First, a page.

Late afternoon, early spring, a vanilla sky descending upon us and tinting the surrounds with soft, pastel brushstrokes. A large group of young men from the neighborhood sit in the cement stands surprisingly patient and disciplined, only their anxious, excited eyes betraying an otherwise cool resolve. A sort of calm before the storm you might say. They listen as Adam and Yazid go through League Rules. Finished, the two look over to me. A beat passes before I snap out of my reverie.
Then, with my feet quickly back on the ground, I begin drafting the forty-three players who arrived on Monday evening to take part in our newly formed soccer league. We balance age, size, and skill in assigning them to one of five, historic franchises. Barcelona, Real Madrid, Lyon, Bayern Munich, and Arsenal. They are all greeted by their respective coach and team manager, a collection of gifted and generous volunteers (not to mention precocious footballing minds) that have stepped forward to help Adam and I in the running of the league. I walk around as the teams begin to talk strategy, positioning, what do you think lads, are we designed for the orthodox, efficient, structured and technical play of the Germans? We’ve got some height…perhaps we should look to get the ball wide and knock in crosses like the English. They’ve been convinced of the aerial game’s merits since WWII, after all, and have seen (some) success. Or are we more South American in character, players that need space for individual expression, freedom for flair and cheeky touches, for dribbling displays, spontaneity, spur of the moment creativity?
I’d imagine the conversations went down like that, at least. My Arabic is not quite the stuff of legends yet. Whatever the content of the team huddles, however, after about ten minutes of discussion, the Nablus Premier League (although Champion’s League is probably a more fitting title) at long last officially kicked off. Battling it out on the asphalt pitch that lies just outside the ground floor of the TYO facility, the night witnessed spirited contests, striking displays of skill and collaboration, and even a last second winning goal delivered by Mohammed Hassameh of Real Madrid.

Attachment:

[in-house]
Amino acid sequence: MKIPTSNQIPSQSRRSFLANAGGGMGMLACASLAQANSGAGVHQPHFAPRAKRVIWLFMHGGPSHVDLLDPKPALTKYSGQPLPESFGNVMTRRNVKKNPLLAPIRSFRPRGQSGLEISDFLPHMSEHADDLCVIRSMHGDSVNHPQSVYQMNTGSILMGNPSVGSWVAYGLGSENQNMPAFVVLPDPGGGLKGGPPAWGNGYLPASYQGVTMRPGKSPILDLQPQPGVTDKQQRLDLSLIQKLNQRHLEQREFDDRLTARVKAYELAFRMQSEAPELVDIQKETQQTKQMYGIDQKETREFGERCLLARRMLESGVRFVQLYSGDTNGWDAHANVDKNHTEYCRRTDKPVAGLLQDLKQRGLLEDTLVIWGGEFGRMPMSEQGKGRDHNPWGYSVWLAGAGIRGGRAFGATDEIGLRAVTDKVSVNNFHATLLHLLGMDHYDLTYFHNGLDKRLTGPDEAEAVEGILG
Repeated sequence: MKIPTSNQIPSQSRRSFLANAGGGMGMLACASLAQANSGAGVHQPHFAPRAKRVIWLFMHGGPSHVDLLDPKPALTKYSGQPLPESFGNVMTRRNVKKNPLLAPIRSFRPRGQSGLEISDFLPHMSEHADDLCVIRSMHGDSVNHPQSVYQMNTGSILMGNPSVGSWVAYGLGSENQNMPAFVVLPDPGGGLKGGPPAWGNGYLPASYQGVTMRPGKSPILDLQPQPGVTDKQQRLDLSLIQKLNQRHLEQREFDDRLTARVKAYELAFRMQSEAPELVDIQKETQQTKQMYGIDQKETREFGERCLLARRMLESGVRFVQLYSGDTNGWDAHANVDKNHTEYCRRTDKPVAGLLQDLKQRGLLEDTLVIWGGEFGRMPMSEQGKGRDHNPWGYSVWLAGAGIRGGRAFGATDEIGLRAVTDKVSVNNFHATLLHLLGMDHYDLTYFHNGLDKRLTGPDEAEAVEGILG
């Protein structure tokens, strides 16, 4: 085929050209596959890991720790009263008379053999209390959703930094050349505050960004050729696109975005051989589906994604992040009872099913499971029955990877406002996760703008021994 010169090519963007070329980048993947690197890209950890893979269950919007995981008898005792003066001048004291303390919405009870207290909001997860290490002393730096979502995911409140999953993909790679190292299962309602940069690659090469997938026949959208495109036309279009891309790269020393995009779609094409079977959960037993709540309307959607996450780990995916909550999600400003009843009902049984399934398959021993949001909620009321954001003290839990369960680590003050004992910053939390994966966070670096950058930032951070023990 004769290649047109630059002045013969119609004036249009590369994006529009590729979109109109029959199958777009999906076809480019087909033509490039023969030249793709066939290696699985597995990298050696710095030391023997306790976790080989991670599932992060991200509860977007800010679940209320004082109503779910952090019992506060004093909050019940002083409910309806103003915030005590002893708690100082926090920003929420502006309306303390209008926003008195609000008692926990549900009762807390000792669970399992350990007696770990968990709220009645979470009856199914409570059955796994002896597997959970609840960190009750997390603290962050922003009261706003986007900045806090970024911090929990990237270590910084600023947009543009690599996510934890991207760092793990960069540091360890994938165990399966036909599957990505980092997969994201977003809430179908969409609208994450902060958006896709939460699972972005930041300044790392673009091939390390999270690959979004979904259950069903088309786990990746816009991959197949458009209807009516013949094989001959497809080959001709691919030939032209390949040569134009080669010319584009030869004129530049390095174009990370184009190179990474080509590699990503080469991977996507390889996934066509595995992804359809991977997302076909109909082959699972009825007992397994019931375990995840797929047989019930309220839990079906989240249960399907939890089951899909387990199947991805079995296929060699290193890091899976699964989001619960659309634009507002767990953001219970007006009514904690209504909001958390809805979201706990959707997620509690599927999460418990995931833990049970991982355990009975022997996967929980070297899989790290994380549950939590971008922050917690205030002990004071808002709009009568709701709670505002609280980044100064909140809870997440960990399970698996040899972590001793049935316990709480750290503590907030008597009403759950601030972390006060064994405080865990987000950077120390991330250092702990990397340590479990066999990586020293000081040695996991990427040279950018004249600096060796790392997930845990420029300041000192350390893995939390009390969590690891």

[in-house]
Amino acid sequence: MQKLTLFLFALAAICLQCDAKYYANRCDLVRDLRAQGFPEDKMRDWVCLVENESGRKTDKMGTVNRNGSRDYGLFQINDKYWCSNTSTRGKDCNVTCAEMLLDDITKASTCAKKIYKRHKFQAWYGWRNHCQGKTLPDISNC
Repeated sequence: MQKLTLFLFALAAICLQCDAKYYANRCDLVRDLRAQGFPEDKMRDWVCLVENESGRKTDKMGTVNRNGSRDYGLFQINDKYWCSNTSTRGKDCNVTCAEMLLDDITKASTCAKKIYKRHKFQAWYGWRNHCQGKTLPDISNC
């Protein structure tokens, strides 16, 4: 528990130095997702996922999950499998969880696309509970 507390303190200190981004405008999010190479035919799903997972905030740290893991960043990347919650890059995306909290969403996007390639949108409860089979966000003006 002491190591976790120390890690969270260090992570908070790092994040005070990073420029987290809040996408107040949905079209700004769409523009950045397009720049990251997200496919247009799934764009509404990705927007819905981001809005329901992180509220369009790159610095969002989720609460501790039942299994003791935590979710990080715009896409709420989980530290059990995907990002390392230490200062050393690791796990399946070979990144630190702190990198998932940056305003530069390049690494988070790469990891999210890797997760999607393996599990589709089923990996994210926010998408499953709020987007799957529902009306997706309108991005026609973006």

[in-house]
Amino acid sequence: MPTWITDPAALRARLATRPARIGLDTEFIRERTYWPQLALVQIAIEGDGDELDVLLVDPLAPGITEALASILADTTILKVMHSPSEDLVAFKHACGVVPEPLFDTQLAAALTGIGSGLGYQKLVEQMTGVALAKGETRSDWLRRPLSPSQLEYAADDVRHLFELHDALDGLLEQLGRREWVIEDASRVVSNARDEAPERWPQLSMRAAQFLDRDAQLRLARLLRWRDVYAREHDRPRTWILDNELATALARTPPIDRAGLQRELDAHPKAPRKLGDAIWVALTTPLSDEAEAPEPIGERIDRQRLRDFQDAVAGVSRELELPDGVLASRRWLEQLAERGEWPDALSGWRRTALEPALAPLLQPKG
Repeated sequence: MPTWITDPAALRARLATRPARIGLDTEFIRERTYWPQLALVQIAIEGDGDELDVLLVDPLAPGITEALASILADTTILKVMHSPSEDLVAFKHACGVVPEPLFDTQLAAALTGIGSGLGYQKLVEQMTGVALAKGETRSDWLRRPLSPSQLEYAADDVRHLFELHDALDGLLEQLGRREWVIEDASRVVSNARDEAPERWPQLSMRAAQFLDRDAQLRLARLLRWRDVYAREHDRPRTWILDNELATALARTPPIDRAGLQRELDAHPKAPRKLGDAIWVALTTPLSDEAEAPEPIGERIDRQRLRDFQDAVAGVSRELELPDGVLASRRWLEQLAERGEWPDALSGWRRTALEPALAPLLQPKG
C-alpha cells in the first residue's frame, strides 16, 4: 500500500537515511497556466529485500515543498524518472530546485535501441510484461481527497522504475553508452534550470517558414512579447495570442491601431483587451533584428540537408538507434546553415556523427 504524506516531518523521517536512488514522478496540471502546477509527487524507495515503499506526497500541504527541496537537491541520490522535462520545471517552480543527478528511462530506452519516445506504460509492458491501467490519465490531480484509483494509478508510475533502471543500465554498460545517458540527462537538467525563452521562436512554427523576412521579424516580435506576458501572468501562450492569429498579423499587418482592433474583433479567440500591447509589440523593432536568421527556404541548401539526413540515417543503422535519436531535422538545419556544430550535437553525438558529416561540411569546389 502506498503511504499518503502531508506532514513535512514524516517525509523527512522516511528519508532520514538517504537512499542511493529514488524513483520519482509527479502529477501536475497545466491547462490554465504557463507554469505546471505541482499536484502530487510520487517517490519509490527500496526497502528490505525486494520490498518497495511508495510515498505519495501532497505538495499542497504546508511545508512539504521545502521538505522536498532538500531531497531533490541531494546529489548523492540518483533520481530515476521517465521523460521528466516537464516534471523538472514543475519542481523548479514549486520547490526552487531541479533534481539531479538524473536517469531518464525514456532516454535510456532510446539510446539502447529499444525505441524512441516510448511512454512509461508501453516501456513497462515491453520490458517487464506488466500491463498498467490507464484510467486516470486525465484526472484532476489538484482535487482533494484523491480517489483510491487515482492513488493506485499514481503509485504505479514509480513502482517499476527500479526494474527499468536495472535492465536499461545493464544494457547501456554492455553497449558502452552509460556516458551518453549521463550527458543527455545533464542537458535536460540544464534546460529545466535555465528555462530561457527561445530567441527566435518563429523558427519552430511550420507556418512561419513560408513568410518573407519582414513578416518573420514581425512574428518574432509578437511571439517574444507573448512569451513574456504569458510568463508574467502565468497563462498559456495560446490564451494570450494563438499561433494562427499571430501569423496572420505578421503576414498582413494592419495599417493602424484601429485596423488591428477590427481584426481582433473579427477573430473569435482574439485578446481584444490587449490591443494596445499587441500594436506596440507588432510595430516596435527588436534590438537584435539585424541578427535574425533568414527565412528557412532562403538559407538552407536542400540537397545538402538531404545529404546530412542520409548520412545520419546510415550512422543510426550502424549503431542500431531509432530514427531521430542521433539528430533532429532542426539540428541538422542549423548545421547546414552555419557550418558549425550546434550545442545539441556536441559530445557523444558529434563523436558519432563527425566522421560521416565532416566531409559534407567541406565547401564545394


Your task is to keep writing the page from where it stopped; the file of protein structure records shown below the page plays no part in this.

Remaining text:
The matches all ran fifteen minutes (five in total) as Adam, myself, and our incredible translators refereed, organized, registered players, passed through a few transfer orders, and were swept up in the great energy of the young men. In view of the league’s auspicious debut and the incredible enthusiasm these young folks displayed, thrilled and appreciative just to have a place to compete, to socialize, to be young and enjoy the camaraderie of youth sports, I feel safe in predicting wonderful success going forward.
In case you were wondering, Arsenal sits atop the Table right now with two convincing wins, the team pushing forward with the same understated confidence that their manager Ali Ramadan displays on the sideline. Bayern Munich and Real Madrid are just three points behind with a match in hand, while Lyon and Barcelona are still working out the kinks at the bottom of the standings. With the temperature rising and the days growing longer, I can’t wait to watch as the League really hits its stride in the weeks to come.
Until next time, stay fly.